After winning the hotly contested race for Arizona's U.S. Senate seat, Kyrsten Sinema has been praised for her acceptance speech condemning the "petty, personal attacks" that have become rife in U.S. politics and calling on fellow lawmakers to follow the example of the late Senator John McCain.
With Sinema's victory over Republican challenger Martha McSally, the senator-elect said Arizonans had "rejected what has become far too common in our country: name calling, petty, personal attacks, doing and saying whatever it takes just to get elected."
"It's dangerous," Sinema warned. "And it lessens who we are as a country."
"Arizona proved that there is a better way forward," said Sinema, who is set to become the first openly bisexual senator in the U.S., as well as the first woman elected to represent Arizona in Senate.
"We can work with people who are different than us. We can be friends with people who are different than us. We can love and care about people who are different than us. We can keep people who are different than us safe. We can be good people who care deeply about each other even when we disagree," she said.
"We can start by listening to someone with a different opinion—listening not to rebut or debate, but listening to understand," Sinema continued. "We can articulate our own opinions and beliefs without believing or saying that someone else's are, therefore, wrong. We can embrace difference while seeking common ground."
Sinema pledged to "double down" on such an inclusive approach, vowing to represent the state "not by calling names or playing political games, but by showing up and doing the work to keep Arizona moving forward."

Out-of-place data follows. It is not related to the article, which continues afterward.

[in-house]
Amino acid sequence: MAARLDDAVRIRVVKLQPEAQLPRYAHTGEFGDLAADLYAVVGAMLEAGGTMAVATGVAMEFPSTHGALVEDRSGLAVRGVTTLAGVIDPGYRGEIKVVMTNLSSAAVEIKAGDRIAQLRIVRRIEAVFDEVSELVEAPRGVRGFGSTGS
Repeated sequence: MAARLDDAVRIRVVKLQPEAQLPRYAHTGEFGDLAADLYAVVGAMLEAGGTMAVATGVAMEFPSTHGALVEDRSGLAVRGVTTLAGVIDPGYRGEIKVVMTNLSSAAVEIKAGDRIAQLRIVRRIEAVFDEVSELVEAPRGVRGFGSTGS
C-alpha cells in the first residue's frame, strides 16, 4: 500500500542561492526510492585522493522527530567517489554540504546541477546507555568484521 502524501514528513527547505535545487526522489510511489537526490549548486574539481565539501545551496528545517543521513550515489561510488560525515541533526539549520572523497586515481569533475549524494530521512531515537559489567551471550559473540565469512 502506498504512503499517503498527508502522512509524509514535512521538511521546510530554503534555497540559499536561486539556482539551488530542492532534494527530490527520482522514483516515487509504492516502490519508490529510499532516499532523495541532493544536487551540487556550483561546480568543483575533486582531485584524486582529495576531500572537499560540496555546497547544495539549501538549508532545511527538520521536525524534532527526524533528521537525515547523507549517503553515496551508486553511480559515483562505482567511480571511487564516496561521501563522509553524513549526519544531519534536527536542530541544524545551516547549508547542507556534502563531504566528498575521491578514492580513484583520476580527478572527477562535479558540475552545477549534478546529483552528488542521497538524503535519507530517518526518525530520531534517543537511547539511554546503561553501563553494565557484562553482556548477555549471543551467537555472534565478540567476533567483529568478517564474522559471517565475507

The senator-elect then reflected on the legacy left behind by McCain, who died in August a day after his family announced that he would end treatment for an aggressive brain tumor diagnosed in July 2017.
"A few months ago, we lost a legend who exemplified that spirit and all the best of Arizona," Sinema said. "His example shines a light on the way forward."
Known for his ability to work across party lines, Sinema said McCain "stood for everything we stand for as Arizonans: fighting for what you believe in, standing up for what's right even if you stand alone, and serving a cause greater than one's self.
"Senator McCain is irreplaceable, but his example will guide our next steps forward," she said. "He taught us to always assume the best in others, to seek compromise instead of sowing division, and to always put country ahead of party.
"It’s up to us to carry on Senator McCain’s legacy," Sinema said.
The senator-elect said that "everyone recognizes" that the country is "broken. And really, we all know the solution. We, the citizens of this great country—we must fix it.
"We must be an active part of the solution. We must be willing to put down our sticks sharpened for battle. We must be willing to turn to our neighbors and pick them up instead," she said.
Quoting McCain, Sinema called on voters to remember the late senator's words: "But we have always had so much more in common with each other than in disagreement. If only we remember that and give each other the benefit of the presumption that we all love our country, we will get through these challenging times.
"It won't be easy," Sinema said. "And it won't happen overnight, but we can work together to meet the challenges our country faces. We can do this differently. For our country, for our future, for Senator McCain, and for each other, I think we must."
After hearing Sinema's speech, many went to Twitter to thank the senator-elect for giving an "uplifting" and "amazing" victory speech.
Sinema's opponent, Representative Martha McSally, also received praise for her concession speech, in which she wished Sinema success "after a hard-fought battle."